—Michael Bloomberg's plans for New York City after Hurricane Sandy won't include seawalls, but he said other coastline protections such as levees, jetties, berms and dunes could be in the works.

In a lengthy speech before the New York League of Conservation Voters in lower Manhattan on Thursday, Bloomberg said he has directed deputy mayors Cas Holloway, Linda Gibbs and Robert Steel to conduct a comprehensive review of city preparedness and recovery operations. Seth Pinsky, president of the New York City Economic Development Corp., will craft recovery plans for the hardest hit communities — the Rockaway peninsula in southern Queens and shore-exposed area of Brooklyn and Staten Island.

"Over the past month, there has been a lot of discussion about seawalls. It would be nice if we could stop the tides from coming in, but King Canute couldn't do it — and neither can we, especially if, as many scientists project, sea levels continue rising," Bloomberg said. "However, there may be some coastline protections that we can build that will mitigate the impact of a storm surge  from berms and dunes, to jetties and levees."

City Council Speaker Christine Quinn, a probable candidate for mayor next year — when Bloomberg will not seek re-election — last month had called for the Army Corps of Engineers to study building seawalls, moving power lines underground and elevating subway platforms. Quinn wanted the federal government to pay $20 billion for such efforts.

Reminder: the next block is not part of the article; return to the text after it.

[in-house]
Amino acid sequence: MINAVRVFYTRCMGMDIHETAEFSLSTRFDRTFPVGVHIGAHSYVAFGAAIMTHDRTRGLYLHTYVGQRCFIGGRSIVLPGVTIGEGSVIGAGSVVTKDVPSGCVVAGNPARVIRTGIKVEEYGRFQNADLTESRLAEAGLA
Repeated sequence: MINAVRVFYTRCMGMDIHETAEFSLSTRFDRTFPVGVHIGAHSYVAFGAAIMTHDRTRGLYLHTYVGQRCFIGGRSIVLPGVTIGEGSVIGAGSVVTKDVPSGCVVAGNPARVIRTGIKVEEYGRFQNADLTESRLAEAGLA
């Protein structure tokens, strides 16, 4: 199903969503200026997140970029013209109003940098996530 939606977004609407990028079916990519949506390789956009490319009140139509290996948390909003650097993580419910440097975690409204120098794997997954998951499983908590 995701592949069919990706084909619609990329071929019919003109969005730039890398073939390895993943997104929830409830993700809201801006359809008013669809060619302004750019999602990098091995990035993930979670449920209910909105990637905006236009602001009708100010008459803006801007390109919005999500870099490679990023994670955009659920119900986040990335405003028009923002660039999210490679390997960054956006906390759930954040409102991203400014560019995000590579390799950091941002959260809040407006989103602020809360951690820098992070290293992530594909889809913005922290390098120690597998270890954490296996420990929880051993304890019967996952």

"We are not going to leave the Rockaways or Coney Island or Staten Island's South Shore. But we can't just rebuild what was there and hope for the best," Bloomberg said, with no reference to dollar amounts. "We have to build smarter and stronger and more sustainably. And Seth and his team will be working with all of our city agencies, and lots of outside experts, to determine exactly what that means."

Bloomberg also announced that Marc Ricks, a former chief of staff under Deputy Mayor Dan Doctoroff, will take a temporary leave of absence as vice president for infrastructure at Goldman, Sachs & Co., to help the rebuilding.

Former Vice President Al Gore praised city officials, but said: "We have to take steps to reduce the chance that even worse impacts will happen in the future."

Moody's Investors Service rates the city's general obligation bonds Aa2, while Standard & Poor's and Fitch Ratings assign AA.

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